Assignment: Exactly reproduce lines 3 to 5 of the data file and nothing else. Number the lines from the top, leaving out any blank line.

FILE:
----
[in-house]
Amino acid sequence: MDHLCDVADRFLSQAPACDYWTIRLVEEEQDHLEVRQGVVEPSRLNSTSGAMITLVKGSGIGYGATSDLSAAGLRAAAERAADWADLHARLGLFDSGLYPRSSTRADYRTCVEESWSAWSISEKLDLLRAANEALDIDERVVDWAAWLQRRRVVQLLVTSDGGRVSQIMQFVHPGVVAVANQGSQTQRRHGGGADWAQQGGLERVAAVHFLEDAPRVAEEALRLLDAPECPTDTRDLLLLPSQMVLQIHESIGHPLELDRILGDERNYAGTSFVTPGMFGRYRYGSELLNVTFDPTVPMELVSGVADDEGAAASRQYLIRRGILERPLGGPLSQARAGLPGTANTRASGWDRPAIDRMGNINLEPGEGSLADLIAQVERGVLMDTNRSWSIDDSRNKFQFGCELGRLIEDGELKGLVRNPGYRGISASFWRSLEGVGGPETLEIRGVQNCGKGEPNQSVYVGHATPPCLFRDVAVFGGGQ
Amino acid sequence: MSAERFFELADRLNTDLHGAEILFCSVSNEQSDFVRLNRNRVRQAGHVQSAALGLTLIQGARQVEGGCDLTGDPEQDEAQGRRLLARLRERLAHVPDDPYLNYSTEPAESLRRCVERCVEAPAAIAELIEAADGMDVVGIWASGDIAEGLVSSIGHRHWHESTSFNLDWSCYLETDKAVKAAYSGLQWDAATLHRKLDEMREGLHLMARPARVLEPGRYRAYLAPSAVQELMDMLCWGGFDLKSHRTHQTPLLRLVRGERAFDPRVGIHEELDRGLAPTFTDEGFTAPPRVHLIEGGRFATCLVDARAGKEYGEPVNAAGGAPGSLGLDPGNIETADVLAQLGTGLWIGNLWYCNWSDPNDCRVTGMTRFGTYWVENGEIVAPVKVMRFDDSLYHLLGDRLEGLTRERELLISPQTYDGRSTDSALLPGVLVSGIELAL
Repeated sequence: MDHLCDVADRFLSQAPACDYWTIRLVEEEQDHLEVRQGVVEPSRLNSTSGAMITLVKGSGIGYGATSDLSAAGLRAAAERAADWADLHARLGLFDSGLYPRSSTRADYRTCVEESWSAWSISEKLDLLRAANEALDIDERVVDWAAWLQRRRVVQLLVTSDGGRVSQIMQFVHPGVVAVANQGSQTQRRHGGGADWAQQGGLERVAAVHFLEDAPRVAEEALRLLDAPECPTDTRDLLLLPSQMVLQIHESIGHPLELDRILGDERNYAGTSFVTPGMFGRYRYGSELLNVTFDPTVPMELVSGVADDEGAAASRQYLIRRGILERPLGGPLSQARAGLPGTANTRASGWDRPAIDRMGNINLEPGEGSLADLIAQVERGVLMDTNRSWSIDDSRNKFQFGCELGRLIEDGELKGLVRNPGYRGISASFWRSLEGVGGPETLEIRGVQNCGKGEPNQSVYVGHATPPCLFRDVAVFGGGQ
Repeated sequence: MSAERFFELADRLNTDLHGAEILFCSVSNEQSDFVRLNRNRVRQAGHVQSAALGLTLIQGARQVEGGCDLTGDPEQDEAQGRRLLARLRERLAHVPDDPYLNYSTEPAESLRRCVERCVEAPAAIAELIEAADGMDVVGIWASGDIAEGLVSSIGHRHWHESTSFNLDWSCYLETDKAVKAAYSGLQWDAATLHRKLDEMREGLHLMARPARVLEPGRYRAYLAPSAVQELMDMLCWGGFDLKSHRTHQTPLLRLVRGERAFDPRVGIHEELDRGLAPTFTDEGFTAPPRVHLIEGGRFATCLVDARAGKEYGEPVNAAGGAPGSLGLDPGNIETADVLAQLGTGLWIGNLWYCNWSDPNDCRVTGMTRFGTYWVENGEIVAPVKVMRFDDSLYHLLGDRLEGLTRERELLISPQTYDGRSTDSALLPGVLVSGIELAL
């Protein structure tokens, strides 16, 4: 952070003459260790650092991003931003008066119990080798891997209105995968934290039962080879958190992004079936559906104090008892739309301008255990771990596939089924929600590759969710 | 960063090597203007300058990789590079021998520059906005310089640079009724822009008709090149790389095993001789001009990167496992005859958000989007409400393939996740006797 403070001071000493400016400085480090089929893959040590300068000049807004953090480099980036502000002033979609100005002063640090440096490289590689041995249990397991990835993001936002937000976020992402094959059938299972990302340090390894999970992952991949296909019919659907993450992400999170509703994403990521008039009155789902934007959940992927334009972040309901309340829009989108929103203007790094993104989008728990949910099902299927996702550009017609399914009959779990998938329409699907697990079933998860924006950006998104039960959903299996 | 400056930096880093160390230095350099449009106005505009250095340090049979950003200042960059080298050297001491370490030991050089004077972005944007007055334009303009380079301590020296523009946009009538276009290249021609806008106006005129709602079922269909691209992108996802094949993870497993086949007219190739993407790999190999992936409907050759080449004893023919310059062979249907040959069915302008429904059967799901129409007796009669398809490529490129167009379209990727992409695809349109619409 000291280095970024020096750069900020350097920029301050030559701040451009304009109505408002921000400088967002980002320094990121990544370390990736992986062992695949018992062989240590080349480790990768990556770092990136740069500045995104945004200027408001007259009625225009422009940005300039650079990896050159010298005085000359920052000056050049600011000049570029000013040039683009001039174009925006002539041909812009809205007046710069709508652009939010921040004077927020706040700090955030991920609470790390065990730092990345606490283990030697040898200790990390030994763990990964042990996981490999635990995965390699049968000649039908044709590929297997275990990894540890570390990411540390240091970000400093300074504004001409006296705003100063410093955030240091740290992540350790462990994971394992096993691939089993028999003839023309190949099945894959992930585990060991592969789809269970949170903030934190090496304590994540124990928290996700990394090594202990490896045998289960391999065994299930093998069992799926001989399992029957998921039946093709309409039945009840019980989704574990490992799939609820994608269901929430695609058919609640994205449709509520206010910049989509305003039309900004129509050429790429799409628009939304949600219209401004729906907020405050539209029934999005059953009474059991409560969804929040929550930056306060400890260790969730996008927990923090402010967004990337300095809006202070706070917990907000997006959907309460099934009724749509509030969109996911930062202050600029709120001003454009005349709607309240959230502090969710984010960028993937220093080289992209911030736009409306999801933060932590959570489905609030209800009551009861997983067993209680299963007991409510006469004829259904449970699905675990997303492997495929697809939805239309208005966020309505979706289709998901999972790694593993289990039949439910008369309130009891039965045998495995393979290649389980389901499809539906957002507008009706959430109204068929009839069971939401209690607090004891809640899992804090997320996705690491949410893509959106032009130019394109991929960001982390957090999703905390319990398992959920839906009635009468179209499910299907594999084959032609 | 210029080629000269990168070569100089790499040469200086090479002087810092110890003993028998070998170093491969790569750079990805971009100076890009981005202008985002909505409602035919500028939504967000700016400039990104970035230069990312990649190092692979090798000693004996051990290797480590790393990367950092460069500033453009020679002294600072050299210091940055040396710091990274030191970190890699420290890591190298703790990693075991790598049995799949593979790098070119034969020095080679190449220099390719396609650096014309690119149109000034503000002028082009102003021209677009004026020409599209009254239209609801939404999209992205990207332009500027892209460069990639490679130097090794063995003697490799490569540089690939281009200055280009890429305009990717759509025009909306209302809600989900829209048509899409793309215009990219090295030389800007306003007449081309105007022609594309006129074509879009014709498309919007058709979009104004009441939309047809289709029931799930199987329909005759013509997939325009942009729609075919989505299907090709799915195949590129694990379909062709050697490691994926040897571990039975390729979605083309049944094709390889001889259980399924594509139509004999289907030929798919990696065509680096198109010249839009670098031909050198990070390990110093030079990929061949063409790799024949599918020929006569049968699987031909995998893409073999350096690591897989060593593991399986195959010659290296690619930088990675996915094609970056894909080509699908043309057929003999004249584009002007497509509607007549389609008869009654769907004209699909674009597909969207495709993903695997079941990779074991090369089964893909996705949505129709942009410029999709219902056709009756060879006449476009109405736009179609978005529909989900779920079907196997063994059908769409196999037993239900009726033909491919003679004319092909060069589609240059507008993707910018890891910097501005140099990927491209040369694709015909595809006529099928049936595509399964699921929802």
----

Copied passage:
Amino acid sequence: MSAERFFELADRLNTDLHGAEILFCSVSNEQSDFVRLNRNRVRQAGHVQSAALGLTLIQGARQVEGGCDLTGDPEQDEAQGRRLLARLRERLAHVPDDPYLNYSTEPAESLRRCVERCVEAPAAIAELIEAADGMDVVGIWASGDIAEGLVSSIGHRHWHESTSFNLDWSCYLETDKAVKAAYSGLQWDAATLHRKLDEMREGLHLMARPARVLEPGRYRAYLAPSAVQELMDMLCWGGFDLKSHRTHQTPLLRLVRGERAFDPRVGIHEELDRGLAPTFTDEGFTAPPRVHLIEGGRFATCLVDARAGKEYGEPVNAAGGAPGSLGLDPGNIETADVLAQLGTGLWIGNLWYCNWSDPNDCRVTGMTRFGTYWVENGEIVAPVKVMRFDDSLYHLLGDRLEGLTRERELLISPQTYDGRSTDSALLPGVLVSGIELAL
Repeated sequence: MDHLCDVADRFLSQAPACDYWTIRLVEEEQDHLEVRQGVVEPSRLNSTSGAMITLVKGSGIGYGATSDLSAAGLRAAAERAADWADLHARLGLFDSGLYPRSSTRADYRTCVEESWSAWSISEKLDLLRAANEALDIDERVVDWAAWLQRRRVVQLLVTSDGGRVSQIMQFVHPGVVAVANQGSQTQRRHGGGADWAQQGGLERVAAVHFLEDAPRVAEEALRLLDAPECPTDTRDLLLLPSQMVLQIHESIGHPLELDRILGDERNYAGTSFVTPGMFGRYRYGSELLNVTFDPTVPMELVSGVADDEGAAASRQYLIRRGILERPLGGPLSQARAGLPGTANTRASGWDRPAIDRMGNINLEPGEGSLADLIAQVERGVLMDTNRSWSIDDSRNKFQFGCELGRLIEDGELKGLVRNPGYRGISASFWRSLEGVGGPETLEIRGVQNCGKGEPNQSVYVGHATPPCLFRDVAVFGGGQ
Repeated sequence: MSAERFFELADRLNTDLHGAEILFCSVSNEQSDFVRLNRNRVRQAGHVQSAALGLTLIQGARQVEGGCDLTGDPEQDEAQGRRLLARLRERLAHVPDDPYLNYSTEPAESLRRCVERCVEAPAAIAELIEAADGMDVVGIWASGDIAEGLVSSIGHRHWHESTSFNLDWSCYLETDKAVKAAYSGLQWDAATLHRKLDEMREGLHLMARPARVLEPGRYRAYLAPSAVQELMDMLCWGGFDLKSHRTHQTPLLRLVRGERAFDPRVGIHEELDRGLAPTFTDEGFTAPPRVHLIEGGRFATCLVDARAGKEYGEPVNAAGGAPGSLGLDPGNIETADVLAQLGTGLWIGNLWYCNWSDPNDCRVTGMTRFGTYWVENGEIVAPVKVMRFDDSLYHLLGDRLEGLTRERELLISPQTYDGRSTDSALLPGVLVSGIELAL